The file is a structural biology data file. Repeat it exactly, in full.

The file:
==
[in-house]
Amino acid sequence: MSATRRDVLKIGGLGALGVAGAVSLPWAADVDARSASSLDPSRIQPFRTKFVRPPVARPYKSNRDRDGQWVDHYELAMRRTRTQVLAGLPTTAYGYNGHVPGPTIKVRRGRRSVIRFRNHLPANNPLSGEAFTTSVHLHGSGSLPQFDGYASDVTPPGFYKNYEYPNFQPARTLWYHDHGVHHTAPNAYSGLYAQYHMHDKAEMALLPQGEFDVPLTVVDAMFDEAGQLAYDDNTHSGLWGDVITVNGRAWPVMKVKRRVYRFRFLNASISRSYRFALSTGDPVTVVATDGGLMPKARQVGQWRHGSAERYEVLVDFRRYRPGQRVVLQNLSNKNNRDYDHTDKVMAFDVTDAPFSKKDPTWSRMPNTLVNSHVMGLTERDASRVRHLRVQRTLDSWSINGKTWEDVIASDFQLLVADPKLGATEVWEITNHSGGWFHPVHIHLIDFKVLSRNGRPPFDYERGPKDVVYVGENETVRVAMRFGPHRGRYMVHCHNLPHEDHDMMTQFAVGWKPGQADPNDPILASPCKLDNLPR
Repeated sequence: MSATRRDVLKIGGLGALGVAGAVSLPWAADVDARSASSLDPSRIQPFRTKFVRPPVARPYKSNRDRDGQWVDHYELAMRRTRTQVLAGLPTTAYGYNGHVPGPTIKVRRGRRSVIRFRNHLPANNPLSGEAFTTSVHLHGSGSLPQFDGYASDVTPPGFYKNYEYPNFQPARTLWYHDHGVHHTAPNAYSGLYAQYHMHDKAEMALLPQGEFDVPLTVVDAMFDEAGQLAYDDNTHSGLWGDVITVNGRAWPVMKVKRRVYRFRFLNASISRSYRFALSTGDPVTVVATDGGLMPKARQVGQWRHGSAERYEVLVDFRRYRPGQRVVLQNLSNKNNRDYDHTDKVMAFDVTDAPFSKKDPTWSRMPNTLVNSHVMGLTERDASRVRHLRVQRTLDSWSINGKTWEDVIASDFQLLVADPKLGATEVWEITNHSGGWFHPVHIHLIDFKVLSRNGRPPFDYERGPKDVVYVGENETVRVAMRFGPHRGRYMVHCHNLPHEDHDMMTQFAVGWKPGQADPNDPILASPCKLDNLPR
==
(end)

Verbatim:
[in-house]
Amino acid sequence: MSATRRDVLKIGGLGALGVAGAVSLPWAADVDARSASSLDPSRIQPFRTKFVRPPVARPYKSNRDRDGQWVDHYELAMRRTRTQVLAGLPTTAYGYNGHVPGPTIKVRRGRRSVIRFRNHLPANNPLSGEAFTTSVHLHGSGSLPQFDGYASDVTPPGFYKNYEYPNFQPARTLWYHDHGVHHTAPNAYSGLYAQYHMHDKAEMALLPQGEFDVPLTVVDAMFDEAGQLAYDDNTHSGLWGDVITVNGRAWPVMKVKRRVYRFRFLNASISRSYRFALSTGDPVTVVATDGGLMPKARQVGQWRHGSAERYEVLVDFRRYRPGQRVVLQNLSNKNNRDYDHTDKVMAFDVTDAPFSKKDPTWSRMPNTLVNSHVMGLTERDASRVRHLRVQRTLDSWSINGKTWEDVIASDFQLLVADPKLGATEVWEITNHSGGWFHPVHIHLIDFKVLSRNGRPPFDYERGPKDVVYVGENETVRVAMRFGPHRGRYMVHCHNLPHEDHDMMTQFAVGWKPGQADPNDPILASPCKLDNLPR
Repeated sequence: MSATRRDVLKIGGLGALGVAGAVSLPWAADVDARSASSLDPSRIQPFRTKFVRPPVARPYKSNRDRDGQWVDHYELAMRRTRTQVLAGLPTTAYGYNGHVPGPTIKVRRGRRSVIRFRNHLPANNPLSGEAFTTSVHLHGSGSLPQFDGYASDVTPPGFYKNYEYPNFQPARTLWYHDHGVHHTAPNAYSGLYAQYHMHDKAEMALLPQGEFDVPLTVVDAMFDEAGQLAYDDNTHSGLWGDVITVNGRAWPVMKVKRRVYRFRFLNASISRSYRFALSTGDPVTVVATDGGLMPKARQVGQWRHGSAERYEVLVDFRRYRPGQRVVLQNLSNKNNRDYDHTDKVMAFDVTDAPFSKKDPTWSRMPNTLVNSHVMGLTERDASRVRHLRVQRTLDSWSINGKTWEDVIASDFQLLVADPKLGATEVWEITNHSGGWFHPVHIHLIDFKVLSRNGRPPFDYERGPKDVVYVGENETVRVAMRFGPHRGRYMVHCHNLPHEDHDMMTQFAVGWKPGQADPNDPILASPCKLDNLPR